History Keeps Me Awake at Night
A New Exhibit at the Whitney Illuminates the Brutal, Provocative Outsider Art of David Wojnarowicz
by Hank Trout
Born in Red Bank, New Jersey, in 1954, David Wojnarowicz became one of the most prolific and most provocative artists in the New York City art world of the 1980s and 1990s. A genuine renaissance man—painter, photographer, writer, filmmaker, performance artist, singer/songwriter—Wojnarowicz was also an avid, dedicated AIDS activist until he himself succumbed to the disease in 1992 at age thirty-seven.
“David Wojnarowicz: History Keeps Me Awake at Night” at the Whitney Museum of American Art in New York City is the first full-scale re-evaluation of Wojnarowicz’s incendiary work in nearly twenty years, curated by David Breslin, Director of the Collection, and David Kiehl, Curator Emeritus. The exhibit opens on July 13 and runs through September 30, 2018.
After a rather harrowing childhood (his parents divorced when he was two years old, abandoning him to the care of a succession of temporary homes and abusive relationships; he was a victim of childhood abuse and, during his teens, was a street hustler in New York City), Wojnarowicz (Voy-na-ROW-vich) graduated from the High School of Music and Art in Manhattan. He hitchhiked around the U.S. and, after a time living in San Francisco and then in Paris, Wojnarowicz settled in New York City in the late 1970s, when the art scene was enjoying a gritty renaissance, particularly in graffiti art and avant-garde work that mixed media. He quickly became one of the renaissance’s most prolific and most important artists, showing his paintings and photographs and collages at important galleries like Civilian Warfare and P.P.O.W.
Wojnarowicz began to make art that explored “the outsider,” and particularly queer outsiders like William S. Burroughs and Jean Genet, both of whose portraits he made. He seemed to have a special affinity with French queer poet Arthur Rimbaud. For his series Rimbaud in New York (1978–79), Wojnarowicz made a mask from a xeroxed portrait of Rimbaud and photographed his friends wearing the mask in quintessential New York City locales—the subway (of course), the piers, diners and delis, Coney Island. The juxtapositions in these photographs (e.g., Rimbaud in a meat packing plant) can be jarring and eerie as Wojnarowicz becomes the little queer kid looking for role models among “the other,” the misfits, the outsiders, trying to place them in the everyday New York he knows.
Throughout the 1980s, Wojnarowicz filled some of New York’s prominent galleries with his photography, collages, sculptures and paintings. In his 1984 series Metamorphosis, he used collaged paper, papier-mache, glass, rocks, plaster and plastic toys to create masks, sometimes brutally ugly masks, meant to disturb us with their not-quite-human glares. He also made his paintings and collages with eclectic materials—spray paint on garbage can lids, for instance, as well as Masonite, wood, and old grocery store posters. His eclecticism seems to stem from his rejection of maintaining (and becoming known for) any one particular style or method of creating.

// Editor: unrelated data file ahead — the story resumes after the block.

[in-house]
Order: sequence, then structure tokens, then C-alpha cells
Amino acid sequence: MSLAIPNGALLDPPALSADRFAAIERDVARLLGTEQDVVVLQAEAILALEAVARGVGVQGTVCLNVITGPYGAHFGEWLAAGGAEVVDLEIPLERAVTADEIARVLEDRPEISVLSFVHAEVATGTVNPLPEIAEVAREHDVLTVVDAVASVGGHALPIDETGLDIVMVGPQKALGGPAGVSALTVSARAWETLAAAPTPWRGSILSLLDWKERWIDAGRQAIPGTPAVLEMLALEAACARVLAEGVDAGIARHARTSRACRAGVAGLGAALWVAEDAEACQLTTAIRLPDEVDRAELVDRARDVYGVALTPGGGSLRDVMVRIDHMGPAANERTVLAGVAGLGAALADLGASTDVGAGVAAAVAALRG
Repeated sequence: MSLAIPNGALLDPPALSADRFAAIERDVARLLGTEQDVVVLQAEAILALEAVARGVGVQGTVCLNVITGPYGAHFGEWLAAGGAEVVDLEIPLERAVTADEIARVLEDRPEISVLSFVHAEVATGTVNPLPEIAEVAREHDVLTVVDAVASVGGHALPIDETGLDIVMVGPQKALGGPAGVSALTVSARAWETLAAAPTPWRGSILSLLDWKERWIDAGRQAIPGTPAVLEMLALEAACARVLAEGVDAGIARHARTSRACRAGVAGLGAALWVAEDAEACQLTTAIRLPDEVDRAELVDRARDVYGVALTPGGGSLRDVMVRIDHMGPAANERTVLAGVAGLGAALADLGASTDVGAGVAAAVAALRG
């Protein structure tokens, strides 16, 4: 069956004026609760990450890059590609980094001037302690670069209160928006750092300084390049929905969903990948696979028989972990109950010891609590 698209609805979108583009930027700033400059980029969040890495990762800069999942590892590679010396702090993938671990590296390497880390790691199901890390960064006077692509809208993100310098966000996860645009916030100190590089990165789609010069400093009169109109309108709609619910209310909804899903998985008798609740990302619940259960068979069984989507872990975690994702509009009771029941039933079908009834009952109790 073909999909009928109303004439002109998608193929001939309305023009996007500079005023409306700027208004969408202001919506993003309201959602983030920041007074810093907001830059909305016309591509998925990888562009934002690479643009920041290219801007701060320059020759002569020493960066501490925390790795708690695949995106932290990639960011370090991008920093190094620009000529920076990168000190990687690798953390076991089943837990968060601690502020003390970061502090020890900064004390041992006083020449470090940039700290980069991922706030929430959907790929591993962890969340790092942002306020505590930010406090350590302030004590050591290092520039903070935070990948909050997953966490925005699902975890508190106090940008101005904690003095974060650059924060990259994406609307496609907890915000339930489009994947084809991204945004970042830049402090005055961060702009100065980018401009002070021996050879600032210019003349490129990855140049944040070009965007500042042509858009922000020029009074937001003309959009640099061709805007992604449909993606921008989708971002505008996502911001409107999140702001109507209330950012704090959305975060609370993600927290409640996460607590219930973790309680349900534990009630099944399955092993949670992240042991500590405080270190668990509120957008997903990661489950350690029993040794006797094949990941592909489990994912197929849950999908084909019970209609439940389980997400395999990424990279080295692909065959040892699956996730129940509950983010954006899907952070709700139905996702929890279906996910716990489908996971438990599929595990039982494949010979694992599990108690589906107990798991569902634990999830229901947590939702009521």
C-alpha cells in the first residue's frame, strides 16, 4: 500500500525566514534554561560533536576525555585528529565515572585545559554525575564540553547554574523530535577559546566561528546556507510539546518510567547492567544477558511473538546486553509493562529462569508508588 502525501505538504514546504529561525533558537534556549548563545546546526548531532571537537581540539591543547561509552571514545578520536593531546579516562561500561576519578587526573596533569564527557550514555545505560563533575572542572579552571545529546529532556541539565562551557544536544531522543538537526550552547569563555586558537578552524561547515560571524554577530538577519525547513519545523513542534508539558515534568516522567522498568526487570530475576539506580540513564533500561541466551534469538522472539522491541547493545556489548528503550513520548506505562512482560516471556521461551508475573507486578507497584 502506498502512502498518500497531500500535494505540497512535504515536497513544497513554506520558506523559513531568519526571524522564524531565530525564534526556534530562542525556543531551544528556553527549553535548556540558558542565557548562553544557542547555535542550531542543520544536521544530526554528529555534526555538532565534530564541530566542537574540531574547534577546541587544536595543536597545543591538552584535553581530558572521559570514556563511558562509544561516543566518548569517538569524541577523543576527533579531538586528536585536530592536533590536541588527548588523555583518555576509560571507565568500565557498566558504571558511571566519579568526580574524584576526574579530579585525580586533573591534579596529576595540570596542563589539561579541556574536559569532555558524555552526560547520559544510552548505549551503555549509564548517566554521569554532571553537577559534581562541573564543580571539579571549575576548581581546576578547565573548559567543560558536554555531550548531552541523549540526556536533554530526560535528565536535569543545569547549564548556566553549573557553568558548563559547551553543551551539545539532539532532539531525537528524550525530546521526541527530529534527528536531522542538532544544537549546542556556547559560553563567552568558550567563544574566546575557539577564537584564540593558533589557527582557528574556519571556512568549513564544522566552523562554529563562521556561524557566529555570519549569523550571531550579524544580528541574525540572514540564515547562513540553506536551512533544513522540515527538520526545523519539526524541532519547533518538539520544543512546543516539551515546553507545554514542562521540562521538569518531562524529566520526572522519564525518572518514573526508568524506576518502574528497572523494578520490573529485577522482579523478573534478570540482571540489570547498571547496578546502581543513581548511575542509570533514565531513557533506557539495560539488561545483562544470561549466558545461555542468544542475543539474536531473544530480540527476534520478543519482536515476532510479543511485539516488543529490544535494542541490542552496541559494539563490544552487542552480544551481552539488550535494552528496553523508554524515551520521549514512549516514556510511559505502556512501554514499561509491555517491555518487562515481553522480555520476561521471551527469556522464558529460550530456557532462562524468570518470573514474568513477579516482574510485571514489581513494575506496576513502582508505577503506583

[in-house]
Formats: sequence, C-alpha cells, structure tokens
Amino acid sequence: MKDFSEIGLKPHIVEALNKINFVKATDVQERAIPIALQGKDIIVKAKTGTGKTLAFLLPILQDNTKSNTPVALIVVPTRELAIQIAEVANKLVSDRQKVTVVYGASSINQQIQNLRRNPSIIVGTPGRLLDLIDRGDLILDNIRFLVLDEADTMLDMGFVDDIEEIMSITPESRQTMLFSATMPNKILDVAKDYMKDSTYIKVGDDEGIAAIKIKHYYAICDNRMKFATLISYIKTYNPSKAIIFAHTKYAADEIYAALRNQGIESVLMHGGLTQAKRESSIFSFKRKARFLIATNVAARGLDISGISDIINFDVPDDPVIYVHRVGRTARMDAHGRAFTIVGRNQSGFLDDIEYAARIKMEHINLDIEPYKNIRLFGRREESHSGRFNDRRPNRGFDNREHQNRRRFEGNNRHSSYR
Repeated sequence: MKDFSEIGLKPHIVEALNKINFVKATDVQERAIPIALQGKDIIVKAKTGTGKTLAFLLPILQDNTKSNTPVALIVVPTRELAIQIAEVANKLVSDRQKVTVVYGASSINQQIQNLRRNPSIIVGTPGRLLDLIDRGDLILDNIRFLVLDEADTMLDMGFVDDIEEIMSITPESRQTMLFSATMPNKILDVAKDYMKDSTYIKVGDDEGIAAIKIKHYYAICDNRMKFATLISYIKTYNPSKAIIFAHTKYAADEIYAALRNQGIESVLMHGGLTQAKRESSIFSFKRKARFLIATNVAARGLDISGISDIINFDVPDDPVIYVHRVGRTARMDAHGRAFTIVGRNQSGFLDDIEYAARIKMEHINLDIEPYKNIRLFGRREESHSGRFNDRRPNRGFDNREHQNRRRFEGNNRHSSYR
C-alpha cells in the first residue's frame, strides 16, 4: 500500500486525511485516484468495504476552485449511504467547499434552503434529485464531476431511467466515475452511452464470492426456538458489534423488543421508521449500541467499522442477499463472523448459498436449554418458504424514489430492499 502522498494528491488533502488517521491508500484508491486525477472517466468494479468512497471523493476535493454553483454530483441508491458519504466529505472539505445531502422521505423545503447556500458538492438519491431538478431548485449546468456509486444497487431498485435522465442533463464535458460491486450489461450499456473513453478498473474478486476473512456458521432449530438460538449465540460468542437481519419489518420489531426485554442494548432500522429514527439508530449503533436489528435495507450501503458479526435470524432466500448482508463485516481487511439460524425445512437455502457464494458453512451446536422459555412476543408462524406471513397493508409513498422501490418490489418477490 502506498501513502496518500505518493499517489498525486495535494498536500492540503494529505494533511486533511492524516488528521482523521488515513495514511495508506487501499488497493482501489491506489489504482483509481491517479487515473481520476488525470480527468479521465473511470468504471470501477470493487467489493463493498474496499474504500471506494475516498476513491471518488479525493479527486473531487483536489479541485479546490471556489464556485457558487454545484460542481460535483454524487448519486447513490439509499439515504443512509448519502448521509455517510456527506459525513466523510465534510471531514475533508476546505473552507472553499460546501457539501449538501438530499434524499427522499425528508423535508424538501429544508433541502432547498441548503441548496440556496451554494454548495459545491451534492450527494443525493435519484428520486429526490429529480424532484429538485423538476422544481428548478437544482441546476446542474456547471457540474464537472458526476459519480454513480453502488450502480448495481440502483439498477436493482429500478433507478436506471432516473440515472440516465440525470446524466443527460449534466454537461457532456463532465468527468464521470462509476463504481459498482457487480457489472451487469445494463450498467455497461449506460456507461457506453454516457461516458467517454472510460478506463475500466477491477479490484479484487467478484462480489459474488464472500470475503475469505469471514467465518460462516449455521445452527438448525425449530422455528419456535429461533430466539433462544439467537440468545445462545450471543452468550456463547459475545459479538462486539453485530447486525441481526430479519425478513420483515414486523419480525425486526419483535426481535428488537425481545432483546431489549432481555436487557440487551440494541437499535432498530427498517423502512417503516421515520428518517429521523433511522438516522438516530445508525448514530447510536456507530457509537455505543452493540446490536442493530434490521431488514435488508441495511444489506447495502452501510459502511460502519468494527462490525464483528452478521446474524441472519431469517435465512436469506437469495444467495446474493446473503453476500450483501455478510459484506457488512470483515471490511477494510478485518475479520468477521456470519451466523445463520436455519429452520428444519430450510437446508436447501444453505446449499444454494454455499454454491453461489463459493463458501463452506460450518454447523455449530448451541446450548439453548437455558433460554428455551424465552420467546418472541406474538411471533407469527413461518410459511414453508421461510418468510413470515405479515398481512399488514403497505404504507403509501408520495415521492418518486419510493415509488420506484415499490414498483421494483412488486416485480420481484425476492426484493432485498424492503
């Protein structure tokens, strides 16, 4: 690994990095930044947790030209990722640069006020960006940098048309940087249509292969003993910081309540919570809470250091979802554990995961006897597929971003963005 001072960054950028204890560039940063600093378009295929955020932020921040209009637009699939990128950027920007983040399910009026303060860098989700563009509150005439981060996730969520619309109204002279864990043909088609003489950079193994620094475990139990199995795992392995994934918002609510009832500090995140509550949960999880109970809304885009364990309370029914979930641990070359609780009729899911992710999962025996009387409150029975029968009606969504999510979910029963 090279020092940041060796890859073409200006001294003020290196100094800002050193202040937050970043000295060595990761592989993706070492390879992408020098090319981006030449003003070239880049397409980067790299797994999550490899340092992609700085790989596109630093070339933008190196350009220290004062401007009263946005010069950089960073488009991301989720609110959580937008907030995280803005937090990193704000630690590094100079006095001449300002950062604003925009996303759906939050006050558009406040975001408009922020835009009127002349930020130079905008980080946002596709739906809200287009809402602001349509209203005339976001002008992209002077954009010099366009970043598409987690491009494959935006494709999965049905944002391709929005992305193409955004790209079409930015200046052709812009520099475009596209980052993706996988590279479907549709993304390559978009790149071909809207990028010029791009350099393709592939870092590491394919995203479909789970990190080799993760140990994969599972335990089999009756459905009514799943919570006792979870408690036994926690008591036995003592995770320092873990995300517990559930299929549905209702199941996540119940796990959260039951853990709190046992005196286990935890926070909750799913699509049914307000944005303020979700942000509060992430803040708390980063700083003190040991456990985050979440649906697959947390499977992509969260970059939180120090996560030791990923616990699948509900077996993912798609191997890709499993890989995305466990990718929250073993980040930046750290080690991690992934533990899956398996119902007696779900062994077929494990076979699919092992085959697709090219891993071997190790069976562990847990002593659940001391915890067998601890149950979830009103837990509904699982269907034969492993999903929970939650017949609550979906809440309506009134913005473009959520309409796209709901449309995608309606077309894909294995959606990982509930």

Although he collaborated with several New York photographers and artists such as Nan Goldin, perhaps his most fruitful and important association was with the photographer Peter Hujar. Photographs of Hujar often show up in Wojnarowicz’s collages of the time and Hujar was often Wojnarowicz’s portrait subject (see Peter Hujar Dreaming/Yukio Mishima: Saint Sebastian, 1982 for example) and vice versa (the Whitney exhibit also features many photos that Hujar took of Wojnarowicz). The two became lovers as well as collaborators. When Hujar died of complications from AIDS in 1987, Wojnarowicz and friends were there with him. David Breslin told me that when Hujar died, Wojnarowicz asked his other friends to leave the room and let the two of them be alone. Wojnarowicz then took photos of Hujar’s body; three of those photos—of Hujar’s head and face, his hand, and his feet—figure prominently in the exhibit. Wojnarowicz also took some super-8 movie footage of Hujar for an unfinished film he was working on; that unfinished film is also featured in the exhibit along with other films by the artist.